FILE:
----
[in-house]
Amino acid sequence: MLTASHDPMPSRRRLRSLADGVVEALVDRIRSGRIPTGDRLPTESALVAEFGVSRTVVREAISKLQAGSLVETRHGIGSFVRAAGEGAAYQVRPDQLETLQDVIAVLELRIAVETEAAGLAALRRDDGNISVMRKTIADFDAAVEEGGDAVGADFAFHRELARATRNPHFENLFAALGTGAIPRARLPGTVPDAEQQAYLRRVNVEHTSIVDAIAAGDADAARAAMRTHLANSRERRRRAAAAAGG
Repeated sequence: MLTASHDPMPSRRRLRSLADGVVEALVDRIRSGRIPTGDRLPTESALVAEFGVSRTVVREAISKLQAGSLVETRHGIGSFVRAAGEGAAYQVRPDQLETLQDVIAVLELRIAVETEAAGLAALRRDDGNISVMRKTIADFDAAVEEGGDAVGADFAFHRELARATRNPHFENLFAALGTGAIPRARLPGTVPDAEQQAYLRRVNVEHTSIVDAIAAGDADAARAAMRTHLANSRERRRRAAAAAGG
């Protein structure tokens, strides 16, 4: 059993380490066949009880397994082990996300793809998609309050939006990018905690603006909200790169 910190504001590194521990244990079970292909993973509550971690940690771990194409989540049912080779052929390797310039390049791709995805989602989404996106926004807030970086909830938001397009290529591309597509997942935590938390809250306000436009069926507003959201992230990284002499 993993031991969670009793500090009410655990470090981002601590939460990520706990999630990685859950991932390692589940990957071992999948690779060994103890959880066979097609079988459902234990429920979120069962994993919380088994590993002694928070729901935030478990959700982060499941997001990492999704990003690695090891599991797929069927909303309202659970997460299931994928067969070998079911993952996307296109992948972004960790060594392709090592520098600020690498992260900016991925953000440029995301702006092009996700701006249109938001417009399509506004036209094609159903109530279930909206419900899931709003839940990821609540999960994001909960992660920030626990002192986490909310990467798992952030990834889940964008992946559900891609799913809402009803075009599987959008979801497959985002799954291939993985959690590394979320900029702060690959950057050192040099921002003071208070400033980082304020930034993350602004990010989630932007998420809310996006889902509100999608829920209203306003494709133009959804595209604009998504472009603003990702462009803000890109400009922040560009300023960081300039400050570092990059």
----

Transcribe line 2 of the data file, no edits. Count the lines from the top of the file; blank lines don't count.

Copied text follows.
Amino acid sequence: MLTASHDPMPSRRRLRSLADGVVEALVDRIRSGRIPTGDRLPTESALVAEFGVSRTVVREAISKLQAGSLVETRHGIGSFVRAAGEGAAYQVRPDQLETLQDVIAVLELRIAVETEAAGLAALRRDDGNISVMRKTIADFDAAVEEGGDAVGADFAFHRELARATRNPHFENLFAALGTGAIPRARLPGTVPDAEQQAYLRRVNVEHTSIVDAIAAGDADAARAAMRTHLANSRERRRRAAAAAGG